Magnetocaloric materials change their temperature when a magnetic field is applied or removed, which allows building a magnetic cooling device. We derive an analytical expression for the maximum heat that such a material can transfer in one cooling cycle by investigating the operation of a simplified active magnetic regenerator (AMR). The model largely only depends on the adiabatic temperature change, the specific entropy change, and the temperature span between the hot and cold reservoirs. While this expression overestimates the performance of a real AMR due to its simplification, it can predict an upper limit of any AMRs' performance independent of the implementation details. Based on this, we calculate the upper limit of the cooling power of magnetic cooling devices at any temperature span, frequency, mass, and material. This upper limit is used to predict how the thermal span is scaling with the applied magnetic field, and it can be utilized for the optimization of the magnetic field source. Additionally, we confirm that the product of isothermal entropy and adiabatic temperature change, already used in the literature, is a suitable figure of merit for magnetocaloric materials.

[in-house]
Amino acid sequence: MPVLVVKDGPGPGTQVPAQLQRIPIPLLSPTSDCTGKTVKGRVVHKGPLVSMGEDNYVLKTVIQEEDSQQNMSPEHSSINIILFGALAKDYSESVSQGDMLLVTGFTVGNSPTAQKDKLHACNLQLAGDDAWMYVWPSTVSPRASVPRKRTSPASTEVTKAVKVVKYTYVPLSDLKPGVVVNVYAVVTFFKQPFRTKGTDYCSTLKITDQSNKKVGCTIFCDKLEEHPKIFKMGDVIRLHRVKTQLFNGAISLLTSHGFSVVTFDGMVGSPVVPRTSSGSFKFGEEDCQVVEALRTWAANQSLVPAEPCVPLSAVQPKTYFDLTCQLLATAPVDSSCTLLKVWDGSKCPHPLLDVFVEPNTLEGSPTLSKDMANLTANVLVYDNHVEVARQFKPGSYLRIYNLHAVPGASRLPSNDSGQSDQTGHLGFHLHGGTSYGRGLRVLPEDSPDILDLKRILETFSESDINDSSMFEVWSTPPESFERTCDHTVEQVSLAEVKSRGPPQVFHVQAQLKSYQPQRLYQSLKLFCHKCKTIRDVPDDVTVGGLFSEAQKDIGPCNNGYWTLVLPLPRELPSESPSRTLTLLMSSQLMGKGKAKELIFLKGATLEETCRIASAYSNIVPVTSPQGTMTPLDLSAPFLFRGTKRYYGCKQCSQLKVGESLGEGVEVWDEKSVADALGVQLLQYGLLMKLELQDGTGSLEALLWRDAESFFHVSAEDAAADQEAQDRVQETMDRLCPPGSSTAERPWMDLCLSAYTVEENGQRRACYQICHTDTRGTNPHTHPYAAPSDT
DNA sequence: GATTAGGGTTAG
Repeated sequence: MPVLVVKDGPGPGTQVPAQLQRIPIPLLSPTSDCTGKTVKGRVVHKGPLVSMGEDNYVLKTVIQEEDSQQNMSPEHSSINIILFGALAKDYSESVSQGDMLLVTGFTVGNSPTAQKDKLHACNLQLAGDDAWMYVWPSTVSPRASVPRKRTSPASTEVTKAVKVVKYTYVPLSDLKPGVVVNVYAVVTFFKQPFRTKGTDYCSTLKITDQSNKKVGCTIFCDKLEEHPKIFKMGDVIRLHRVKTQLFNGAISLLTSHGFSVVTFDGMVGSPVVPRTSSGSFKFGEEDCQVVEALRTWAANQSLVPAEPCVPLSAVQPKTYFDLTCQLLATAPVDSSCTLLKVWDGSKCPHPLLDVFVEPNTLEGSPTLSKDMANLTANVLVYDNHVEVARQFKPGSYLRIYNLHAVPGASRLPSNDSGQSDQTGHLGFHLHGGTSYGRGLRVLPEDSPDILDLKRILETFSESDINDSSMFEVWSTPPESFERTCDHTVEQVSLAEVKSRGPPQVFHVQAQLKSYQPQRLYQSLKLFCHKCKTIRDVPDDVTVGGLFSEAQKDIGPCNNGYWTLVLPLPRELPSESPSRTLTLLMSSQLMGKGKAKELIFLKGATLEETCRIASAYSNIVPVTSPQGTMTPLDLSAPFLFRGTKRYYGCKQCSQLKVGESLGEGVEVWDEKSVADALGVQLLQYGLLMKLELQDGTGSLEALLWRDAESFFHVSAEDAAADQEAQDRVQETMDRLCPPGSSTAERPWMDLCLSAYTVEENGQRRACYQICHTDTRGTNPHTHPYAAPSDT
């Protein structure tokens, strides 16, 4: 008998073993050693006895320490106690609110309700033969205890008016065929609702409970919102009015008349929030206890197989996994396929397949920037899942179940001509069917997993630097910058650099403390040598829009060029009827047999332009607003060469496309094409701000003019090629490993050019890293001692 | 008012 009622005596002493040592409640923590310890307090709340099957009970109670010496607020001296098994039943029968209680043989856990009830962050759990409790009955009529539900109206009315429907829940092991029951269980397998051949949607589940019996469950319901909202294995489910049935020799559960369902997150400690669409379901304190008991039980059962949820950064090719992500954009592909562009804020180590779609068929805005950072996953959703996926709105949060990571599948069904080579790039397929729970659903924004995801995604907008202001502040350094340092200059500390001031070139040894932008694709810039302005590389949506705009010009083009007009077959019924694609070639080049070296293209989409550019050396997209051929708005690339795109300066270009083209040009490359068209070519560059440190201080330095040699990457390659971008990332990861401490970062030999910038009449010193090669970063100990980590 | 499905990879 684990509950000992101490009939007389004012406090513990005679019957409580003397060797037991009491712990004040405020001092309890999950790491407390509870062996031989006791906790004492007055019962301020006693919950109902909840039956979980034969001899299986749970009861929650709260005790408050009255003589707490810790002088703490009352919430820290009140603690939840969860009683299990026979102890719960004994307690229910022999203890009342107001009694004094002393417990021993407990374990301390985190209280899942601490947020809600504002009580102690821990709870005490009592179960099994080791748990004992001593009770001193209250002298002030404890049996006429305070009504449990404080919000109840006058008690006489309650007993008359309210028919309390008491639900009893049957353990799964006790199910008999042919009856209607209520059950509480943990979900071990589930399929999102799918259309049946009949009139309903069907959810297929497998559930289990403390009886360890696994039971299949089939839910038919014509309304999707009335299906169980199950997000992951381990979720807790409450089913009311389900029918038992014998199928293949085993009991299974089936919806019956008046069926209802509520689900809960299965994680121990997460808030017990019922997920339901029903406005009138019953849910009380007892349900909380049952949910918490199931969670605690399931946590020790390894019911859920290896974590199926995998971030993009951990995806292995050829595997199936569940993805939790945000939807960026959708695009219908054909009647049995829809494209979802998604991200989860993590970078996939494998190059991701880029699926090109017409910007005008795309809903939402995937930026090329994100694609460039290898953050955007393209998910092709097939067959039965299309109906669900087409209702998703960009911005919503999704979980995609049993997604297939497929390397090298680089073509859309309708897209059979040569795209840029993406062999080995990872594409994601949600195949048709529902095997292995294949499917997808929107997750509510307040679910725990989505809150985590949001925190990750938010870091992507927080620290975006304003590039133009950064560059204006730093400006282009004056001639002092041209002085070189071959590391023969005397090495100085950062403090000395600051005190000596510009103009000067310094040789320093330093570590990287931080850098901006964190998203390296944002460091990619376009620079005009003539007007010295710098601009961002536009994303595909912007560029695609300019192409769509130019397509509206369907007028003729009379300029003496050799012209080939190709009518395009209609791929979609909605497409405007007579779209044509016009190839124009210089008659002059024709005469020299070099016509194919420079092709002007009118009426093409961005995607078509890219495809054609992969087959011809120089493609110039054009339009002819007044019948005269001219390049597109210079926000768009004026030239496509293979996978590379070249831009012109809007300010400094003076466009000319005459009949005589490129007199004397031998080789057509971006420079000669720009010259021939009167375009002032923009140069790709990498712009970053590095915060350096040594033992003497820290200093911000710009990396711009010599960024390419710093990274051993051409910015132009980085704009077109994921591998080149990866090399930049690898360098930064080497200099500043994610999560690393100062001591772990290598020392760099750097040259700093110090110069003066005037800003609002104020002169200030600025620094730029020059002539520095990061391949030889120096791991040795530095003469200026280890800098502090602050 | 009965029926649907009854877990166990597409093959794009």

Maximum performance of an active magnetic regenerator
Dimitri Benke, Maximilian Fries, Tino Gottschall, Dominik Ohmer, Andreas Taubel, Konstantin Skokov, Oliver Gutfleisch; Maximum performance of an active magnetic regenerator. Appl. Phys. Lett. 15 November 2021; 119 (20): 203901. https://doi.org/10.1063/5.0067751
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